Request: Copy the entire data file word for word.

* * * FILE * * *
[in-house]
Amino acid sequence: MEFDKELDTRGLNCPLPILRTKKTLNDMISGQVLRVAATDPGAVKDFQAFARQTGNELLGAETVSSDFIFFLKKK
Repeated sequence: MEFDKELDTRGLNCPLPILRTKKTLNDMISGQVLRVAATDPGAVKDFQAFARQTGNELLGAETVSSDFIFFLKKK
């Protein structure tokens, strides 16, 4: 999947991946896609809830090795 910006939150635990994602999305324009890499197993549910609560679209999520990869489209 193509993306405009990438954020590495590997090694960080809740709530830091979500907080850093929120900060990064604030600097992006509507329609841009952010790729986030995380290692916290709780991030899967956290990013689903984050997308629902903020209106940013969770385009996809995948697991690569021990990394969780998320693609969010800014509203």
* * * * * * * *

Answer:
[in-house]
Amino acid sequence: MEFDKELDTRGLNCPLPILRTKKTLNDMISGQVLRVAATDPGAVKDFQAFARQTGNELLGAETVSSDFIFFLKKK
Repeated sequence: MEFDKELDTRGLNCPLPILRTKKTLNDMISGQVLRVAATDPGAVKDFQAFARQTGNELLGAETVSSDFIFFLKKK
């Protein structure tokens, strides 16, 4: 999947991946896609809830090795 910006939150635990994602999305324009890499197993549910609560679209999520990869489209 193509993306405009990438954020590495590997090694960080809740709530830091979500907080850093929120900060990064604030600097992006509507329609841009952010790729986030995380290692916290709780991030899967956290990013689903984050997308629902903020209106940013969770385009996809995948697991690569021990990394969780998320693609969010800014509203």